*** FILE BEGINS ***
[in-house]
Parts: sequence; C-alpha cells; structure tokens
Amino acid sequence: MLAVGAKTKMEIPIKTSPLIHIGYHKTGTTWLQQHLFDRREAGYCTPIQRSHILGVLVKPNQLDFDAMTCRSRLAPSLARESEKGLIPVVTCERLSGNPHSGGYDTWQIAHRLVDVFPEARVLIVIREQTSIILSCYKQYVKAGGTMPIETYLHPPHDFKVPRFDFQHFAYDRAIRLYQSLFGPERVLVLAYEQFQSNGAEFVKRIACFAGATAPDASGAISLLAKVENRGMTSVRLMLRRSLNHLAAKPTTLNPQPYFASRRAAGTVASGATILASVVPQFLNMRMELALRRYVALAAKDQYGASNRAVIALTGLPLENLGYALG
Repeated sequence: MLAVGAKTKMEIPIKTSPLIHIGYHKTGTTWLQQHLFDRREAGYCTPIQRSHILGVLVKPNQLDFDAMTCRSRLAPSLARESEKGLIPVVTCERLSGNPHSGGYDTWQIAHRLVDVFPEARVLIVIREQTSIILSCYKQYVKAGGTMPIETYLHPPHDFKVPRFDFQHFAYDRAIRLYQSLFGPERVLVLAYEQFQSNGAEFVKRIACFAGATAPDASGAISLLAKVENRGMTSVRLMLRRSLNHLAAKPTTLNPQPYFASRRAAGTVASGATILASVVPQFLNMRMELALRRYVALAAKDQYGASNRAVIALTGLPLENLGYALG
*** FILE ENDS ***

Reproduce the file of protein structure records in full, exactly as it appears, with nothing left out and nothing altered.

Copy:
[in-house]
Parts: sequence; C-alpha cells; structure tokens
Amino acid sequence: MLAVGAKTKMEIPIKTSPLIHIGYHKTGTTWLQQHLFDRREAGYCTPIQRSHILGVLVKPNQLDFDAMTCRSRLAPSLARESEKGLIPVVTCERLSGNPHSGGYDTWQIAHRLVDVFPEARVLIVIREQTSIILSCYKQYVKAGGTMPIETYLHPPHDFKVPRFDFQHFAYDRAIRLYQSLFGPERVLVLAYEQFQSNGAEFVKRIACFAGATAPDASGAISLLAKVENRGMTSVRLMLRRSLNHLAAKPTTLNPQPYFASRRAAGTVASGATILASVVPQFLNMRMELALRRYVALAAKDQYGASNRAVIALTGLPLENLGYALG
Repeated sequence: MLAVGAKTKMEIPIKTSPLIHIGYHKTGTTWLQQHLFDRREAGYCTPIQRSHILGVLVKPNQLDFDAMTCRSRLAPSLARESEKGLIPVVTCERLSGNPHSGGYDTWQIAHRLVDVFPEARVLIVIREQTSIILSCYKQYVKAGGTMPIETYLHPPHDFKVPRFDFQHFAYDRAIRLYQSLFGPERVLVLAYEQFQSNGAEFVKRIACFAGATAPDASGAISLLAKVENRGMTSVRLMLRRSLNHLAAKPTTLNPQPYFASRRAAGTVASGATILASVVPQFLNMRMELALRRYVALAAKDQYGASNRAVIALTGLPLENLGYALG